This article is part of our Design special section about innovative surfaces in architecture, interiors and products.

Tabitha Kane is a co-host of a true crime podcast so it might not come as a complete surprise to learn that when she and her husband were planning a new house for their family in Dallas, she cooked up the idea of adding a secret room.

At first, the couple thought they’d get their contractor to make the door to it look like a wall cabinet. But then they found an Arizona firm named Creative Home Engineering that rigged up a faux fireplace for Mrs. Kane’s home office that rotates to provide entry to the room when a member of the family places a hand on a biometric touch pad that recognizes their fingerprints.

Tabitha Kane, a co-host of the podcast “Housewives of True Crime,” in her home office, where a faux fireplace leads to a secret room.JerSean Golatt for The New York Times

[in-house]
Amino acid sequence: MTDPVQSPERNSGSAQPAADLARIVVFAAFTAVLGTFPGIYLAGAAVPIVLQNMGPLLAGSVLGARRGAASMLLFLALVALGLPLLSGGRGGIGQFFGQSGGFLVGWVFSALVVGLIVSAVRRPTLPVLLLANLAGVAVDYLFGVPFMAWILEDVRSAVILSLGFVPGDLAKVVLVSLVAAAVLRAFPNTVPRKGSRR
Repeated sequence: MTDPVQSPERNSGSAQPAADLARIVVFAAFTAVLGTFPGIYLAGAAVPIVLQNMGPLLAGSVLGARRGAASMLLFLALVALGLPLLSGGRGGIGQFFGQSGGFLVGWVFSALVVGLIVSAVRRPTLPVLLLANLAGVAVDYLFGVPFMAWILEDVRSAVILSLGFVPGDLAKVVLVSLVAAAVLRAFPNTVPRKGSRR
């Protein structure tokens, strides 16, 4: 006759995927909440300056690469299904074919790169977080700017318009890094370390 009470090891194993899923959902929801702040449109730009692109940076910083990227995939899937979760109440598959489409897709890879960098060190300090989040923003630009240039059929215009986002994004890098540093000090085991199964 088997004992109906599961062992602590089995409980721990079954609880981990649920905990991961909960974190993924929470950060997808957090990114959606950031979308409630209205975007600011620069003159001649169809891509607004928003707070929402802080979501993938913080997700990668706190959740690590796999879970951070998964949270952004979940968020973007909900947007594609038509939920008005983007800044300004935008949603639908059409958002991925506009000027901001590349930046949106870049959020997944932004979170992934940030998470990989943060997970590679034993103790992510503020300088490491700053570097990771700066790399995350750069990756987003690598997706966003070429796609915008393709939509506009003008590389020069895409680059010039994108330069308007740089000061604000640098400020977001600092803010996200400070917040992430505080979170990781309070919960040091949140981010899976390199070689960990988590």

“It makes the house more fun,” Mrs. Kane said.

Armchair sleuths aren’t the only devotees of the open-sesame game these days. Hidden doors and secret rooms have become an increasingly popular feature in American homes, whether the goal is foiling burglars, eking out extra storage or creating so-called safe, or panic, rooms for doomsday scenarios.

And then there are the D.I.Y.ers who just like geeking out on things like pivot hinges. Or those who are still in thrall of beloved childhood books and shows, like “The Lion, the Witch and the Wardrobe,” with its portal to Narnia, or Scooby-Doo cartoons, in which characters are always dropping through trap doors or stumbling on secret passageways. And that’s not to mention those who are enamored of the mechanical marvels of Indiana Jones or James Bond movies.

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